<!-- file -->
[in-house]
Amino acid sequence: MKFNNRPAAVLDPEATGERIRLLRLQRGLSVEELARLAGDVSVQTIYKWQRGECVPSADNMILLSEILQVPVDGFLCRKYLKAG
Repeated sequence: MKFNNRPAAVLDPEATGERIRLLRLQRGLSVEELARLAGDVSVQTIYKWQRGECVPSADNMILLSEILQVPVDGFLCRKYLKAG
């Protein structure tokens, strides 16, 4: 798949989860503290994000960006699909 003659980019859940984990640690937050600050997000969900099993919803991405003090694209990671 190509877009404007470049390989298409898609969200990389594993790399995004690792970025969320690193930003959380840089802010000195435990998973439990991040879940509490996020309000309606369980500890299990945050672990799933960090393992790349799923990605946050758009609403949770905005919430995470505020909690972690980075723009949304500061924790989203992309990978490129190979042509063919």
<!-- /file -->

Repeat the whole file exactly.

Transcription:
[in-house]
Amino acid sequence: MKFNNRPAAVLDPEATGERIRLLRLQRGLSVEELARLAGDVSVQTIYKWQRGECVPSADNMILLSEILQVPVDGFLCRKYLKAG
Repeated sequence: MKFNNRPAAVLDPEATGERIRLLRLQRGLSVEELARLAGDVSVQTIYKWQRGECVPSADNMILLSEILQVPVDGFLCRKYLKAG
């Protein structure tokens, strides 16, 4: 798949989860503290994000960006699909 003659980019859940984990640690937050600050997000969900099993919803991405003090694209990671 190509877009404007470049390989298409898609969200990389594993790399995004690792970025969320690193930003959380840089802010000195435990998973439990991040879940509490996020309000309606369980500890299990945050672990799933960090393992790349799923990605946050758009609403949770905005919430995470505020909690972690980075723009949304500061924790989203992309990978490129190979042509063919």